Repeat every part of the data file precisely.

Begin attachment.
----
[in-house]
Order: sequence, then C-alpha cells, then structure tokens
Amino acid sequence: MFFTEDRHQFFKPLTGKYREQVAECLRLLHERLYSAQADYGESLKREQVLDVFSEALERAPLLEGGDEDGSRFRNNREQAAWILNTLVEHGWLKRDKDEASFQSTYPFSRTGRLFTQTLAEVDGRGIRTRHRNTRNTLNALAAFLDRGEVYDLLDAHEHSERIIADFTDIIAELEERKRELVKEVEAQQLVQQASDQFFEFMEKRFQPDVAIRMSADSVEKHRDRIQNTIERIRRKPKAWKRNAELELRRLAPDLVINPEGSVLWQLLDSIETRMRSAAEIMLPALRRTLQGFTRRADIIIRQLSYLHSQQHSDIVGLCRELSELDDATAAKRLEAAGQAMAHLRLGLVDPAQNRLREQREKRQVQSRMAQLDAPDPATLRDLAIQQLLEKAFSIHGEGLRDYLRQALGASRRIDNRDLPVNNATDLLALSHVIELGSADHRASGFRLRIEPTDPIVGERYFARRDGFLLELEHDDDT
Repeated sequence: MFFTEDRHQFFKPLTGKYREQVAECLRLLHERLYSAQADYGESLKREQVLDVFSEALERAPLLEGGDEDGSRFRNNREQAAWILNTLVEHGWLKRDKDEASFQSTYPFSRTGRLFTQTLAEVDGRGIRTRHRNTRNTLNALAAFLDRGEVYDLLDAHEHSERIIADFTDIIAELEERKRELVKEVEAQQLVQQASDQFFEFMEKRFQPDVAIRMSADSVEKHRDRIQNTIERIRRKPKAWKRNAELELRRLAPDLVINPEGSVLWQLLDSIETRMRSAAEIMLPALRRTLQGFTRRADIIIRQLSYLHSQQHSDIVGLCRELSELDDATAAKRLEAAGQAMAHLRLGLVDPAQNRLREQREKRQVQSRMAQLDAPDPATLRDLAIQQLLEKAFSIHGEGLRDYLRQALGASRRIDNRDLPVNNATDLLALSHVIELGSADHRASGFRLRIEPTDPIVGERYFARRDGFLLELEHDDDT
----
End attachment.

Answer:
[in-house]
Order: sequence, then C-alpha cells, then structure tokens
Amino acid sequence: MFFTEDRHQFFKPLTGKYREQVAECLRLLHERLYSAQADYGESLKREQVLDVFSEALERAPLLEGGDEDGSRFRNNREQAAWILNTLVEHGWLKRDKDEASFQSTYPFSRTGRLFTQTLAEVDGRGIRTRHRNTRNTLNALAAFLDRGEVYDLLDAHEHSERIIADFTDIIAELEERKRELVKEVEAQQLVQQASDQFFEFMEKRFQPDVAIRMSADSVEKHRDRIQNTIERIRRKPKAWKRNAELELRRLAPDLVINPEGSVLWQLLDSIETRMRSAAEIMLPALRRTLQGFTRRADIIIRQLSYLHSQQHSDIVGLCRELSELDDATAAKRLEAAGQAMAHLRLGLVDPAQNRLREQREKRQVQSRMAQLDAPDPATLRDLAIQQLLEKAFSIHGEGLRDYLRQALGASRRIDNRDLPVNNATDLLALSHVIELGSADHRASGFRLRIEPTDPIVGERYFARRDGFLLELEHDDDT
Repeated sequence: MFFTEDRHQFFKPLTGKYREQVAECLRLLHERLYSAQADYGESLKREQVLDVFSEALERAPLLEGGDEDGSRFRNNREQAAWILNTLVEHGWLKRDKDEASFQSTYPFSRTGRLFTQTLAEVDGRGIRTRHRNTRNTLNALAAFLDRGEVYDLLDAHEHSERIIADFTDIIAELEERKRELVKEVEAQQLVQQASDQFFEFMEKRFQPDVAIRMSADSVEKHRDRIQNTIERIRRKPKAWKRNAELELRRLAPDLVINPEGSVLWQLLDSIETRMRSAAEIMLPALRRTLQGFTRRADIIIRQLSYLHSQQHSDIVGLCRELSELDDATAAKRLEAAGQAMAHLRLGLVDPAQNRLREQREKRQVQSRMAQLDAPDPATLRDLAIQQLLEKAFSIHGEGLRDYLRQALGASRRIDNRDLPVNNATDLLALSHVIELGSADHRASGFRLRIEPTDPIVGERYFARRDGFLLELEHDDDT